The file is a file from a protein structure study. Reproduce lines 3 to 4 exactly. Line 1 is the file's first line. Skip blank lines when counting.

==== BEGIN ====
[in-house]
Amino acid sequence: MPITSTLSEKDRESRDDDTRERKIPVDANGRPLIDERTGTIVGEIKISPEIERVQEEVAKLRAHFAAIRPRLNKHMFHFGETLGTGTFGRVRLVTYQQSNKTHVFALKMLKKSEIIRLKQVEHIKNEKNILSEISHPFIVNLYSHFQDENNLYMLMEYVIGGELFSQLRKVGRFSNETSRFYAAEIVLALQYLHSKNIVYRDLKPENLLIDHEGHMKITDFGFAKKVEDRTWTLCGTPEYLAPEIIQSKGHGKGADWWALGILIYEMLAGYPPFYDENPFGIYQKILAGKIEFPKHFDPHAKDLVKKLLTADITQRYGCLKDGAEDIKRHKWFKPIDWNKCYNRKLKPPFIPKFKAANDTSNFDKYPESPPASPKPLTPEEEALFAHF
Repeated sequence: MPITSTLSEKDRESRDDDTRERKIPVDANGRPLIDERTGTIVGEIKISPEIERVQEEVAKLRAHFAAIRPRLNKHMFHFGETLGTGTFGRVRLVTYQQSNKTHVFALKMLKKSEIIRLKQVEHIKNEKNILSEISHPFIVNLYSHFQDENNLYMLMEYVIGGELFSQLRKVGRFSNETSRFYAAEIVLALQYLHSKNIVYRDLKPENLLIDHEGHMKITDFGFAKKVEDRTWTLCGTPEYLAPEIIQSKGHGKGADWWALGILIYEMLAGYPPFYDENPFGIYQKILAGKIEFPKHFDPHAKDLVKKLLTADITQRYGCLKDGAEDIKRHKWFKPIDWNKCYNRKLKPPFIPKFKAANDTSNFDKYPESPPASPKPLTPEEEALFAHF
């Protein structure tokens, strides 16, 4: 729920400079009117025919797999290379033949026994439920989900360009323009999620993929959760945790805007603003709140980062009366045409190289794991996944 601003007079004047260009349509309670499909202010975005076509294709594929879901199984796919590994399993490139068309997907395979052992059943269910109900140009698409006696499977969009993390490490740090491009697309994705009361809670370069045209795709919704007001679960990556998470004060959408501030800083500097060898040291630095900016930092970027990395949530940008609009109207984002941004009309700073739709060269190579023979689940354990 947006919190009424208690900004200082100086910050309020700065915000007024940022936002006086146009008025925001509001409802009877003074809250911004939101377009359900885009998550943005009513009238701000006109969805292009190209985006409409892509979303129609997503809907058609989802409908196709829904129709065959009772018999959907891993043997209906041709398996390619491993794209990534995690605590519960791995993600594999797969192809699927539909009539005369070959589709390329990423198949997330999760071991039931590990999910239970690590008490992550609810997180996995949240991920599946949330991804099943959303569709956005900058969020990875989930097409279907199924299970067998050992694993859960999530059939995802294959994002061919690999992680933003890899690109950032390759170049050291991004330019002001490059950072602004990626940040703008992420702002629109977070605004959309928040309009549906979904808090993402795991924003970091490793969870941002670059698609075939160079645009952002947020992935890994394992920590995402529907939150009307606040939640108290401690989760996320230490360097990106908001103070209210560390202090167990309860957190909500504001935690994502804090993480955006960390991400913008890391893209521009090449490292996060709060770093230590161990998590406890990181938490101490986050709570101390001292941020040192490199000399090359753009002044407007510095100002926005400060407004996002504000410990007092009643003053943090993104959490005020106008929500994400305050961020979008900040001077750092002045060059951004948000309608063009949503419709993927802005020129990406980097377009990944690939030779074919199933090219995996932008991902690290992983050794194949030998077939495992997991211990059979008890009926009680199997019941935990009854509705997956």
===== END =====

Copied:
Repeated sequence: MPITSTLSEKDRESRDDDTRERKIPVDANGRPLIDERTGTIVGEIKISPEIERVQEEVAKLRAHFAAIRPRLNKHMFHFGETLGTGTFGRVRLVTYQQSNKTHVFALKMLKKSEIIRLKQVEHIKNEKNILSEISHPFIVNLYSHFQDENNLYMLMEYVIGGELFSQLRKVGRFSNETSRFYAAEIVLALQYLHSKNIVYRDLKPENLLIDHEGHMKITDFGFAKKVEDRTWTLCGTPEYLAPEIIQSKGHGKGADWWALGILIYEMLAGYPPFYDENPFGIYQKILAGKIEFPKHFDPHAKDLVKKLLTADITQRYGCLKDGAEDIKRHKWFKPIDWNKCYNRKLKPPFIPKFKAANDTSNFDKYPESPPASPKPLTPEEEALFAHF
């Protein structure tokens, strides 16, 4: 729920400079009117025919797999290379033949026994439920989900360009323009999620993929959760945790805007603003709140980062009366045409190289794991996944 601003007079004047260009349509309670499909202010975005076509294709594929879901199984796919590994399993490139068309997907395979052992059943269910109900140009698409006696499977969009993390490490740090491009697309994705009361809670370069045209795709919704007001679960990556998470004060959408501030800083500097060898040291630095900016930092970027990395949530940008609009109207984002941004009309700073739709060269190579023979689940354990 947006919190009424208690900004200082100086910050309020700065915000007024940022936002006086146009008025925001509001409802009877003074809250911004939101377009359900885009998550943005009513009238701000006109969805292009190209985006409409892509979303129609997503809907058609989802409908196709829904129709065959009772018999959907891993043997209906041709398996390619491993794209990534995690605590519960791995993600594999797969192809699927539909009539005369070959589709390329990423198949997330999760071991039931590990999910239970690590008490992550609810997180996995949240991920599946949330991804099943959303569709956005900058969020990875989930097409279907199924299970067998050992694993859960999530059939995802294959994002061919690999992680933003890899690109950032390759170049050291991004330019002001490059950072602004990626940040703008992420702002629109977070605004959309928040309009549906979904808090993402795991924003970091490793969870941002670059698609075939160079645009952002947020992935890994394992920590995402529907939150009307606040939640108290401690989760996320230490360097990106908001103070209210560390202090167990309860957190909500504001935690994502804090993480955006960390991400913008890391893209521009090449490292996060709060770093230590161990998590406890990181938490101490986050709570101390001292941020040192490199000399090359753009002044407007510095100002926005400060407004996002504000410990007092009643003053943090993104959490005020106008929500994400305050961020979008900040001077750092002045060059951004948000309608063009949503419709993927802005020129990406980097377009990944690939030779074919199933090219995996932008991902690290992983050794194949030998077939495992997991211990059979008890009926009680199997019941935990009854509705997956």